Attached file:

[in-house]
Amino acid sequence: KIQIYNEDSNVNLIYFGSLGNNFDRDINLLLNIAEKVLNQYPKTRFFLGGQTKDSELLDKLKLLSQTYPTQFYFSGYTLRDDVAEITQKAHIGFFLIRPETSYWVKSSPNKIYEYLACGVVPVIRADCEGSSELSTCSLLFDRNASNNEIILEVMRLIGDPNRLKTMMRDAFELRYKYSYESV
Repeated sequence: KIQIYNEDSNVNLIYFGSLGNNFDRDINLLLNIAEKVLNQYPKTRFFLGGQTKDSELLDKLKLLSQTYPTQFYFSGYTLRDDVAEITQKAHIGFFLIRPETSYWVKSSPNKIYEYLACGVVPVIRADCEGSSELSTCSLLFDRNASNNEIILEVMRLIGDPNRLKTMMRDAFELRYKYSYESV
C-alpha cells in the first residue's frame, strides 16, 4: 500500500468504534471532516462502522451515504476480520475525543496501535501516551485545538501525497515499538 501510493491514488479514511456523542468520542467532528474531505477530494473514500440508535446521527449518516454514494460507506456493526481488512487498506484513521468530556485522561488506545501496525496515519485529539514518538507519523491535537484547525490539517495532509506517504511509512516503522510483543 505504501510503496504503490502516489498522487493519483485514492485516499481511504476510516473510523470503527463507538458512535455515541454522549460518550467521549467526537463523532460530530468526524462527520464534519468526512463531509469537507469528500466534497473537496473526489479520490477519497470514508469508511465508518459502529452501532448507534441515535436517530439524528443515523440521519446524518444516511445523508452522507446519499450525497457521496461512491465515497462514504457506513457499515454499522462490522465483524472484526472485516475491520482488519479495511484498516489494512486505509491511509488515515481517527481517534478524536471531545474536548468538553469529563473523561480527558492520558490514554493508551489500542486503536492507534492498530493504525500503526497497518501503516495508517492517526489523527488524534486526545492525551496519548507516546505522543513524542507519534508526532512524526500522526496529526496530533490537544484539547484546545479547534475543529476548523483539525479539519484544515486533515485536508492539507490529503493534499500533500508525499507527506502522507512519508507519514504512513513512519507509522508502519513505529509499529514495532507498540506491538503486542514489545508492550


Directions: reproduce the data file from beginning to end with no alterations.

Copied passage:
[in-house]
Amino acid sequence: KIQIYNEDSNVNLIYFGSLGNNFDRDINLLLNIAEKVLNQYPKTRFFLGGQTKDSELLDKLKLLSQTYPTQFYFSGYTLRDDVAEITQKAHIGFFLIRPETSYWVKSSPNKIYEYLACGVVPVIRADCEGSSELSTCSLLFDRNASNNEIILEVMRLIGDPNRLKTMMRDAFELRYKYSYESV
Repeated sequence: KIQIYNEDSNVNLIYFGSLGNNFDRDINLLLNIAEKVLNQYPKTRFFLGGQTKDSELLDKLKLLSQTYPTQFYFSGYTLRDDVAEITQKAHIGFFLIRPETSYWVKSSPNKIYEYLACGVVPVIRADCEGSSELSTCSLLFDRNASNNEIILEVMRLIGDPNRLKTMMRDAFELRYKYSYESV
C-alpha cells in the first residue's frame, strides 16, 4: 500500500468504534471532516462502522451515504476480520475525543496501535501516551485545538501525497515499538 501510493491514488479514511456523542468520542467532528474531505477530494473514500440508535446521527449518516454514494460507506456493526481488512487498506484513521468530556485522561488506545501496525496515519485529539514518538507519523491535537484547525490539517495532509506517504511509512516503522510483543 505504501510503496504503490502516489498522487493519483485514492485516499481511504476510516473510523470503527463507538458512535455515541454522549460518550467521549467526537463523532460530530468526524462527520464534519468526512463531509469537507469528500466534497473537496473526489479520490477519497470514508469508511465508518459502529452501532448507534441515535436517530439524528443515523440521519446524518444516511445523508452522507446519499450525497457521496461512491465515497462514504457506513457499515454499522462490522465483524472484526472485516475491520482488519479495511484498516489494512486505509491511509488515515481517527481517534478524536471531545474536548468538553469529563473523561480527558492520558490514554493508551489500542486503536492507534492498530493504525500503526497497518501503516495508517492517526489523527488524534486526545492525551496519548507516546505522543513524542507519534508526532512524526500522526496529526496530533490537544484539547484546545479547534475543529476548523483539525479539519484544515486533515485536508492539507490529503493534499500533500508525499507527506502522507512519508507519514504512513513512519507509522508502519513505529509499529514495532507498540506491538503486542514489545508492550